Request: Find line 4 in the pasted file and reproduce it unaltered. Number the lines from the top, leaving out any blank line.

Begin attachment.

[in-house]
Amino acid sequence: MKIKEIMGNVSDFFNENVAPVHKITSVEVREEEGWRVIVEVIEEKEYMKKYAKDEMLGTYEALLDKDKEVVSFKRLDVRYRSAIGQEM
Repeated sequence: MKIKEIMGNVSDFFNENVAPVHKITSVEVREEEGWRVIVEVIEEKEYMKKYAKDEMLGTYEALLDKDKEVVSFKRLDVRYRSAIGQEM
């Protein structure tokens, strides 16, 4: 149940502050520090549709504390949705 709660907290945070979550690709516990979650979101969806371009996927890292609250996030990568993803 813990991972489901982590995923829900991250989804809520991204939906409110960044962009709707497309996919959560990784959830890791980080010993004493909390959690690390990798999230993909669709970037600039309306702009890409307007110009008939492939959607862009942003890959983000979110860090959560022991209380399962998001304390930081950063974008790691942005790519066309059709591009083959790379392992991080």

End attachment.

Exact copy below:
């Protein structure tokens, strides 16, 4: 149940502050520090549709504390949705 709660907290945070979550690709516990979650979101969806371009996927890292609250996030990568993803 813990991972489901982590995923829900991250989804809520991204939906409110960044962009709707497309996919959560990784959830890791980080010993004493909390959690690390990798999230993909669709970037600039309306702009890409307007110009008939492939959607862009942003890959983000979110860090959560022991209380399962998001304390930081950063974008790691942005790519066309059709591009083959790379392992991080």